• An increase in the number of predators and diseases.
    • Population still increasing but at a slower rate.
  • 29.
    • Plateau phase:
    • No more population growth, population size is constant. 
    • Natality rate is equal to mortality rate.
    • The population has reached the carrying capacity of the environment. 
    • The limited resources and the common predators and diseases keep the population numbers constant.  
  • 30. 5.3.4 List three factors which set limits to population increase.
  • 31. Option G: Ecology and conservation G1 Community ecology
  • 32. G 1.1 Outline the factors that affect the distribution of plant species, including temperature, water, light, soil pH, salinity and mineral nutrients.
  • 33. G 1.2a Explain the factors that affect the distribution of animal species, including temperature, water, breeding sites, food supply and territory.
  • 34. G 1.2b Explain the factors that affect the distribution of animal species, including temperature, water, breeding sites, food supply and territory.
  • 35. G 1.3 Describe one method of random sampling, based on quadrat methods, that is used to compare the population size of two plant or two animal species.
  • 36. G 1.4 Outline the use of a transect to correlate the distribution of plant or animal species with an abiotic variable
    • Distribution of Organisms:
      • quadrants are distributed equal distance from each other.
      • The species of interest are identified and counted.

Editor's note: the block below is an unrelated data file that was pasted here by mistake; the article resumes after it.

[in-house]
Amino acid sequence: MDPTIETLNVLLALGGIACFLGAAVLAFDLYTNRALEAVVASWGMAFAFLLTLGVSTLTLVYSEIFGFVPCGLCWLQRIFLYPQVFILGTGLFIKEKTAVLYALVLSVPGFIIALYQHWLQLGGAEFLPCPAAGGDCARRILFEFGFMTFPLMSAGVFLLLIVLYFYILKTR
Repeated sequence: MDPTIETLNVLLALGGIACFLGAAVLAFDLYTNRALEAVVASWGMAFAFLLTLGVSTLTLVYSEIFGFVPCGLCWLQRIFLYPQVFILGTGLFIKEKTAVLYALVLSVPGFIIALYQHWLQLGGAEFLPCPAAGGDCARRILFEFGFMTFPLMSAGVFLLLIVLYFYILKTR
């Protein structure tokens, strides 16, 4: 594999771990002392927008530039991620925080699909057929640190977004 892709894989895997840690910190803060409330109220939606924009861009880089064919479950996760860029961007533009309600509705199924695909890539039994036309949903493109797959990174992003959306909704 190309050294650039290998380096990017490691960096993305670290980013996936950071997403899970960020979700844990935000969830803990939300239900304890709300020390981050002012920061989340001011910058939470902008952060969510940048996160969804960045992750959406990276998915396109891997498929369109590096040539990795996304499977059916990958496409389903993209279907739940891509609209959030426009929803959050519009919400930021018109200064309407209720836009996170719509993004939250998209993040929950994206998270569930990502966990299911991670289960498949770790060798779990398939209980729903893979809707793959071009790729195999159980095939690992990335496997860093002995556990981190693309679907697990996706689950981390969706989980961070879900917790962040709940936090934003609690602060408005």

• The abiotic factor being investigated is measured.
      • Pattern of distribution is determined based upon data .
  • 37. G 1. 5 Explain what is meant by the niche concept, including an organism’s spatial habitat, its feeding activities and its interactions with other species.
    • Niche Concept :
    • What?: Organism’s role in the ecosystem
      • Who?: Interactions with other organisms
        • Competition
        • Predation
        • Mutualism
      • Where?: Spatial habitat is the area inhabited by the organism and how it affects it.
      • Why? Presence of organisms keep populations in check by their feeding activities .
  • 38. G 1.6 Outline the following interactions between species, giving two examples of each: competition, herbivory, predation, parasitism and mutualism.
  • 39. Predation : A consumer (+) eats another consumer(-). Each population size affects the other. Competition: Two species rely on the same limited resource. (-,-)
  • 40. Mutualism : Both organisms benefit from the relationship. (+,+) Parasitism: Organism (+) that lives in or on another organism or host (-)
  • 41. G 1.7a Explain the principle of competitive exclusion.
    • The principle that when two species compete for the same critical resources within an environment
      • one of them will eventually outcompete and displace the other
        • the displaced species may become locally extinct, by either migration or death, or it may adapt to a sufficiently distinct niche within the environment so that it continues to coexist noncompetitively with the displacing species
  • 42. G 1.7a Explain the principle of competitive exclusion.
  • 43. G 1.8 Distinguish between fundamental and realized niches.
  • 44. growth rate Location in intertidal zone low high middle Chthamalus alone Balanus alone Fundamental Niche- where an organism is able to inhabit WITHOUT competition. Removal experiments – remove each species and see where the other grows Balanus fundamental niche Chthamalus fundamental niche